MILWAUKEE, Wisc. — A man charged with murder in the disappearance 33 years ago of a 13-year-old Milwaukee girl confessed to police that he pushed her down a flight of stairs because she didn’t want to make out with him and that he “had his way with her” before realizing she was dead, according to a criminal complaint.
The document reveals details in a long dormant case that resurfaced last week after a TV station reported that 50-year-old Jose Ferreira called its newsroom and discussed the case in disturbing detail.
Ferreira was arrested Oct. 12, a day after his wife went to police in suburban Milwaukee and told them he had called her and described what he had done, according to the complaint. The same day his wife went to police, Ferreira called WISN-Milwaukee and a mental health crisis hotline and discussed the death.1
The girl, Carrie Ann Jopek, went missing in March 1982 after getting suspended from school for walking the halls without a pass. Her mother, Carolyn Tousignant, says she thinks her daughter got kicked out on purpose so she could party at a neighbor’s house with other teens who had ditched school.
Tousignant said she had the option of picking her daughter up from the school’s office, but she chose not to since they lived only a block away. The seventh-grader never came home.1
At the party, according to the police document, Ferreira said he and others had been drinking and that he saw Jopek take a puff of marijuana, which he gave her. After that, Ferreira said, Jopek asked if he wanted to go to the basement where he assumed they would make out.
Before they went downstairs, Ferreira told police, Jopek had second thoughts and said, “I don’t know if this is a good idea.”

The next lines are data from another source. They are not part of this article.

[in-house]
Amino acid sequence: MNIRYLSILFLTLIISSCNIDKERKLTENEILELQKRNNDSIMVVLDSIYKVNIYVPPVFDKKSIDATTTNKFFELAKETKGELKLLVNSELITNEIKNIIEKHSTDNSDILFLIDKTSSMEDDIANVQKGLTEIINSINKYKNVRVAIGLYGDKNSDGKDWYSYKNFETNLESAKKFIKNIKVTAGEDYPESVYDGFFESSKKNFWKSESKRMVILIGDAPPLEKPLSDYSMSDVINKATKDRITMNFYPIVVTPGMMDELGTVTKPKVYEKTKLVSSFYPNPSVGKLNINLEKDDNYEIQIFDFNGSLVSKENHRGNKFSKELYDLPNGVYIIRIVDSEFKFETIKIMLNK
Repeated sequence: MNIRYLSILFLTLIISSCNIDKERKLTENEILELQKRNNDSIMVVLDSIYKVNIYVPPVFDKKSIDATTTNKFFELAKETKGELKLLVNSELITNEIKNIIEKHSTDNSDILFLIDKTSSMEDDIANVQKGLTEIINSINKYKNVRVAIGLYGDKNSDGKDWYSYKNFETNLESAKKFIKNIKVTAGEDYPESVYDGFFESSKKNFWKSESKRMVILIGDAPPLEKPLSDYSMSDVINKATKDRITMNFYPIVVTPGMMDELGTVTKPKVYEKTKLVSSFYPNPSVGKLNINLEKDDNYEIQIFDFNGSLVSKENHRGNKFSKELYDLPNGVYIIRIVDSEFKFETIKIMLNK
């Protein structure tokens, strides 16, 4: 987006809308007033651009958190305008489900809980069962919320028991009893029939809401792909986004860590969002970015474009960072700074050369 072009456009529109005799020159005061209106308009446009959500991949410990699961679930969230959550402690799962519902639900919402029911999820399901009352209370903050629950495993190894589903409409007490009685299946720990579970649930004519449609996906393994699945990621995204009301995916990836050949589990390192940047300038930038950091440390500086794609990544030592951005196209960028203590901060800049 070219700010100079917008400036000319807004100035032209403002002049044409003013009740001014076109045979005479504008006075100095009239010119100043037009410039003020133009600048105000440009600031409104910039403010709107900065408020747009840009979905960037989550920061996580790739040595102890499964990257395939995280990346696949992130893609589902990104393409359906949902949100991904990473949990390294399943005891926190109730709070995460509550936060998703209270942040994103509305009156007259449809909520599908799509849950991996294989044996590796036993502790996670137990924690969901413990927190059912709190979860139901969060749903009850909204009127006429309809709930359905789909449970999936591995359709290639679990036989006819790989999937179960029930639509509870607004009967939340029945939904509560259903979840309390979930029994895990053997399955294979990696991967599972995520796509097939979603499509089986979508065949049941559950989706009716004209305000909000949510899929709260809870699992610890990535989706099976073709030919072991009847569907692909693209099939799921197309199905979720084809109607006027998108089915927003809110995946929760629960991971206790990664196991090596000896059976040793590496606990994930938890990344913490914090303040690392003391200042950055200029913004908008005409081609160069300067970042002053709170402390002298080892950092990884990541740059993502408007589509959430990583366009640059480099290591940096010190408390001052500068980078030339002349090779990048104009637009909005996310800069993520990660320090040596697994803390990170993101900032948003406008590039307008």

Ferreira said he looked at Jopek “sternly and said: ‘You are going downstairs.’”
He confessed to shoving her and told police that he saw her hit the railing and wall and fall to the basement floor. He said she wasn’t moving when he walked down the stairs.
Ferreira said he thought she was “knocked out,” and that he saw that as “an opportunity.”2
He told a detective he fondled her. He told a crisis counsellor, according to the document, he “had his way with her.” Chris Gegg, news director at WISN 12, said Monday that Ferreira told a morning show producer he had sex with her.
The police document says he realized her neck was broken when he picked her up from the floor and saw her head was turned unnaturally.
He told authorities he buried her underneath the back porch.
Tousignant has said that when she went looking for her daughter, she went to the home. She said she went to the front door and believes that if she had gone to the back she could have found her daughter.
The case went cold for 17 months until someone repairing the porch came across the body.
Police considered Ferreira and others as suspects, but never filed charges until this recent confession.
Ferreira has been charged with second-degree murder and faces 20 years in prison. He has been held in the Milwaukee County Jail.
Attorney Melissa Nepomiachi, who appeared in court as Ferreira’s public defender on Saturday, said she won’t be handling the case in the future. The Public Defender’s Office will appoint someone else, and the office declined comment Monday, Nepomiachi said.